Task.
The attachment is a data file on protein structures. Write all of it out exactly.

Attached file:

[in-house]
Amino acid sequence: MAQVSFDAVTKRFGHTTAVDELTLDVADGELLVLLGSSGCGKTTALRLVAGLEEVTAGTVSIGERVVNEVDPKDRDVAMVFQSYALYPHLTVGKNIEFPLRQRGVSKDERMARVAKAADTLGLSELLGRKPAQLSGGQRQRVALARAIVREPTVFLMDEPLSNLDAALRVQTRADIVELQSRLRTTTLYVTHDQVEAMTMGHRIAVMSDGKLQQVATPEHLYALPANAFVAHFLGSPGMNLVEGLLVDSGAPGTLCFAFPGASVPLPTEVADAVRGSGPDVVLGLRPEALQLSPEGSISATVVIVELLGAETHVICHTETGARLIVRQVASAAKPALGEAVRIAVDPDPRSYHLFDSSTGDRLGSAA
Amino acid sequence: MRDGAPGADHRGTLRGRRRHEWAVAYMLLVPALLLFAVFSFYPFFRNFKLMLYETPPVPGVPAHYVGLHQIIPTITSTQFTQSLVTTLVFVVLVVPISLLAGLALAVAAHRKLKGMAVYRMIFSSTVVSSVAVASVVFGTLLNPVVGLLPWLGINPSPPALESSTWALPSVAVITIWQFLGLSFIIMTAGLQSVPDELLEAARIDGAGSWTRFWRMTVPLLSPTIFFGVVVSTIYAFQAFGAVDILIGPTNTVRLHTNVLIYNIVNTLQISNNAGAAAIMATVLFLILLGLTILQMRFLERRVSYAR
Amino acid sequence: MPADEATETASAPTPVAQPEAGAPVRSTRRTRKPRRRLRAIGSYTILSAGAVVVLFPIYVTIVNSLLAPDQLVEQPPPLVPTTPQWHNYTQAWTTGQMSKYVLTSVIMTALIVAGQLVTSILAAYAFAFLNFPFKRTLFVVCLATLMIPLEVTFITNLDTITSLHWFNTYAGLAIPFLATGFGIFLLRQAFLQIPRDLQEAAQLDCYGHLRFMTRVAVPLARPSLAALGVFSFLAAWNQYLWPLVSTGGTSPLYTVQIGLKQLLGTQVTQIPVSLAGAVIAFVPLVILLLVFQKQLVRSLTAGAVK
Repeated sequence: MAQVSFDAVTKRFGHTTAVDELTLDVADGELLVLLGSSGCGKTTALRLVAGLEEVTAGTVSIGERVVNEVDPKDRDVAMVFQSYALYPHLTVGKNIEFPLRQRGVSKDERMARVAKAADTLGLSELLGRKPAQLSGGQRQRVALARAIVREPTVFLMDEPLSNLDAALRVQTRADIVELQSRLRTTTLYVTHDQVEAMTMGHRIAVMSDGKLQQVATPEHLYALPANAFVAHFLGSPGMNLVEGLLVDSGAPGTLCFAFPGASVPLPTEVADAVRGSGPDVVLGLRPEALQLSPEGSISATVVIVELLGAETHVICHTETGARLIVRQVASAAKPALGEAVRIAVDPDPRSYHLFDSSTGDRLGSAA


[in-house]
Amino acid sequence: MAQVSFDAVTKRFGHTTAVDELTLDVADGELLVLLGSSGCGKTTALRLVAGLEEVTAGTVSIGERVVNEVDPKDRDVAMVFQSYALYPHLTVGKNIEFPLRQRGVSKDERMARVAKAADTLGLSELLGRKPAQLSGGQRQRVALARAIVREPTVFLMDEPLSNLDAALRVQTRADIVELQSRLRTTTLYVTHDQVEAMTMGHRIAVMSDGKLQQVATPEHLYALPANAFVAHFLGSPGMNLVEGLLVDSGAPGTLCFAFPGASVPLPTEVADAVRGSGPDVVLGLRPEALQLSPEGSISATVVIVELLGAETHVICHTETGARLIVRQVASAAKPALGEAVRIAVDPDPRSYHLFDSSTGDRLGSAA
Amino acid sequence: MRDGAPGADHRGTLRGRRRHEWAVAYMLLVPALLLFAVFSFYPFFRNFKLMLYETPPVPGVPAHYVGLHQIIPTITSTQFTQSLVTTLVFVVLVVPISLLAGLALAVAAHRKLKGMAVYRMIFSSTVVSSVAVASVVFGTLLNPVVGLLPWLGINPSPPALESSTWALPSVAVITIWQFLGLSFIIMTAGLQSVPDELLEAARIDGAGSWTRFWRMTVPLLSPTIFFGVVVSTIYAFQAFGAVDILIGPTNTVRLHTNVLIYNIVNTLQISNNAGAAAIMATVLFLILLGLTILQMRFLERRVSYAR
Amino acid sequence: MPADEATETASAPTPVAQPEAGAPVRSTRRTRKPRRRLRAIGSYTILSAGAVVVLFPIYVTIVNSLLAPDQLVEQPPPLVPTTPQWHNYTQAWTTGQMSKYVLTSVIMTALIVAGQLVTSILAAYAFAFLNFPFKRTLFVVCLATLMIPLEVTFITNLDTITSLHWFNTYAGLAIPFLATGFGIFLLRQAFLQIPRDLQEAAQLDCYGHLRFMTRVAVPLARPSLAALGVFSFLAAWNQYLWPLVSTGGTSPLYTVQIGLKQLLGTQVTQIPVSLAGAVIAFVPLVILLLVFQKQLVRSLTAGAVK
Repeated sequence: MAQVSFDAVTKRFGHTTAVDELTLDVADGELLVLLGSSGCGKTTALRLVAGLEEVTAGTVSIGERVVNEVDPKDRDVAMVFQSYALYPHLTVGKNIEFPLRQRGVSKDERMARVAKAADTLGLSELLGRKPAQLSGGQRQRVALARAIVREPTVFLMDEPLSNLDAALRVQTRADIVELQSRLRTTTLYVTHDQVEAMTMGHRIAVMSDGKLQQVATPEHLYALPANAFVAHFLGSPGMNLVEGLLVDSGAPGTLCFAFPGASVPLPTEVADAVRGSGPDVVLGLRPEALQLSPEGSISATVVIVELLGAETHVICHTETGARLIVRQVASAAKPALGEAVRIAVDPDPRSYHLFDSSTGDRLGSAA